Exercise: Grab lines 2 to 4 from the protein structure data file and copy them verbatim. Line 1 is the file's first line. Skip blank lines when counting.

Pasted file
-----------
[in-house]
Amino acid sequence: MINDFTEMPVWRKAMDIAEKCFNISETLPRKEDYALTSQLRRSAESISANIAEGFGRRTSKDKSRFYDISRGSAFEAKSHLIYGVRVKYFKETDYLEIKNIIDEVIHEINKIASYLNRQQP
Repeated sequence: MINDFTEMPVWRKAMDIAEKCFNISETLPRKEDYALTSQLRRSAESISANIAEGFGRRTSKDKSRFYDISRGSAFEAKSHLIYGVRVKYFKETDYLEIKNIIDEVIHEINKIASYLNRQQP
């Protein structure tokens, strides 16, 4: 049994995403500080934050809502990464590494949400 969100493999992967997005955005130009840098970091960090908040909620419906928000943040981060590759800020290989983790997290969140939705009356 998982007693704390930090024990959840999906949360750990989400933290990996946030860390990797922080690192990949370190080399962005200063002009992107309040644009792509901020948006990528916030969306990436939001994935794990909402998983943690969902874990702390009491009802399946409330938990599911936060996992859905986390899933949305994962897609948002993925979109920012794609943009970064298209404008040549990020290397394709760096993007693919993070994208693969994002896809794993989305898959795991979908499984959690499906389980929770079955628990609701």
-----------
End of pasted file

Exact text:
Amino acid sequence: MINDFTEMPVWRKAMDIAEKCFNISETLPRKEDYALTSQLRRSAESISANIAEGFGRRTSKDKSRFYDISRGSAFEAKSHLIYGVRVKYFKETDYLEIKNIIDEVIHEINKIASYLNRQQP
Repeated sequence: MINDFTEMPVWRKAMDIAEKCFNISETLPRKEDYALTSQLRRSAESISANIAEGFGRRTSKDKSRFYDISRGSAFEAKSHLIYGVRVKYFKETDYLEIKNIIDEVIHEINKIASYLNRQQP
């Protein structure tokens, strides 16, 4: 049994995403500080934050809502990464590494949400 969100493999992967997005955005130009840098970091960090908040909620419906928000943040981060590759800020290989983790997290969140939705009356 998982007693704390930090024990959840999906949360750990989400933290990996946030860390990797922080690192990949370190080399962005200063002009992107309040644009792509901020948006990528916030969306990436939001994935794990909402998983943690969902874990702390009491009802399946409330938990599911936060996992859905986390899933949305994962897609948002993925979109920012794609943009970064298209404008040549990020290397394709760096993007693919993070994208693969994002896809794993989305898959795991979908499984959690499906389980929770079955628990609701």